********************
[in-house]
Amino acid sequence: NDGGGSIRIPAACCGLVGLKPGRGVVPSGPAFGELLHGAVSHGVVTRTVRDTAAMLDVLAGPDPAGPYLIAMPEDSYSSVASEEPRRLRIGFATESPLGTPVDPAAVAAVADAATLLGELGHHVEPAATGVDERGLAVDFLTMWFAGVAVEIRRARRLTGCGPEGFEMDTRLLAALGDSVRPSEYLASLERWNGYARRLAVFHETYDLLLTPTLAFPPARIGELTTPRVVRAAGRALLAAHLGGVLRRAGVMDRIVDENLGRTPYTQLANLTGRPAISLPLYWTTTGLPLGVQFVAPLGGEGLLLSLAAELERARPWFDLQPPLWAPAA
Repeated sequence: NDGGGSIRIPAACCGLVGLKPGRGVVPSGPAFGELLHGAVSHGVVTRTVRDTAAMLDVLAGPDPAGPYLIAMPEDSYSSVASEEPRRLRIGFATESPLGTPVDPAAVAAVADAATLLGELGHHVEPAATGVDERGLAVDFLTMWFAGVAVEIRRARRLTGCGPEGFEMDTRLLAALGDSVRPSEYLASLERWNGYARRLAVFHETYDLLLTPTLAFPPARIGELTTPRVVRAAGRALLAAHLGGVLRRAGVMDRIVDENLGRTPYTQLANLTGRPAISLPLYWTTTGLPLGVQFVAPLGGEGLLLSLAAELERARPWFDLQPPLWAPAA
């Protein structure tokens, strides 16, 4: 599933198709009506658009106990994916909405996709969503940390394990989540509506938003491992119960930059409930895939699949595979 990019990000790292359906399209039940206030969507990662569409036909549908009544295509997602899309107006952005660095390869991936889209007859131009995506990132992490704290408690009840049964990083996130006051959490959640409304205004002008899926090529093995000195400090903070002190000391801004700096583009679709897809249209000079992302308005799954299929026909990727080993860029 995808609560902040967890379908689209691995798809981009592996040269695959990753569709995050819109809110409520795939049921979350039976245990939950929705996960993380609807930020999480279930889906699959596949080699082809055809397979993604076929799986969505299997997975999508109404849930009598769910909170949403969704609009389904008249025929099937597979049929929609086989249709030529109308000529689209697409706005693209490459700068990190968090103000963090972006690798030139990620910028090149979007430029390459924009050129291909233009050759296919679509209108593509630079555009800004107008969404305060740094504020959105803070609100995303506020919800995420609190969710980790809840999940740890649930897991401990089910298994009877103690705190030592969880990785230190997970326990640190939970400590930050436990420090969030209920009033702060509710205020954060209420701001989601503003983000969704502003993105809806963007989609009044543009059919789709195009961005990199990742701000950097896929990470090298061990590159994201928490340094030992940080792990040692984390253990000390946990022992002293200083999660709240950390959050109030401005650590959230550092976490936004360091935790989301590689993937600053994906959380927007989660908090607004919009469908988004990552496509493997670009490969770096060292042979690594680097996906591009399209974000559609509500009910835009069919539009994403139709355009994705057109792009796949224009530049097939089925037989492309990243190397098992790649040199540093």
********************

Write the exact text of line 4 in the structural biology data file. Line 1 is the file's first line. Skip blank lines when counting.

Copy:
């Protein structure tokens, strides 16, 4: 599933198709009506658009106990994916909405996709969503940390394990989540509506938003491992119960930059409930895939699949595979 990019990000790292359906399209039940206030969507990662569409036909549908009544295509997602899309107006952005660095390869991936889209007859131009995506990132992490704290408690009840049964990083996130006051959490959640409304205004002008899926090529093995000195400090903070002190000391801004700096583009679709897809249209000079992302308005799954299929026909990727080993860029 995808609560902040967890379908689209691995798809981009592996040269695959990753569709995050819109809110409520795939049921979350039976245990939950929705996960993380609807930020999480279930889906699959596949080699082809055809397979993604076929799986969505299997997975999508109404849930009598769910909170949403969704609009389904008249025929099937597979049929929609086989249709030529109308000529689209697409706005693209490459700068990190968090103000963090972006690798030139990620910028090149979007430029390459924009050129291909233009050759296919679509209108593509630079555009800004107008969404305060740094504020959105803070609100995303506020919800995420609190969710980790809840999940740890649930897991401990089910298994009877103690705190030592969880990785230190997970326990640190939970400590930050436990420090969030209920009033702060509710205020954060209420701001989601503003983000969704502003993105809806963007989609009044543009059919789709195009961005990199990742701000950097896929990470090298061990590159994201928490340094030992940080792990040692984390253990000390946990022992002293200083999660709240950390959050109030401005650590959230550092976490936004360091935790989301590689993937600053994906959380927007989660908090607004919009469908988004990552496509493997670009490969770096060292042979690594680097996906591009399209974000559609509500009910835009069919539009994403139709355009994705057109792009796949224009530049097939089925037989492309990243190397098992790649040199540093």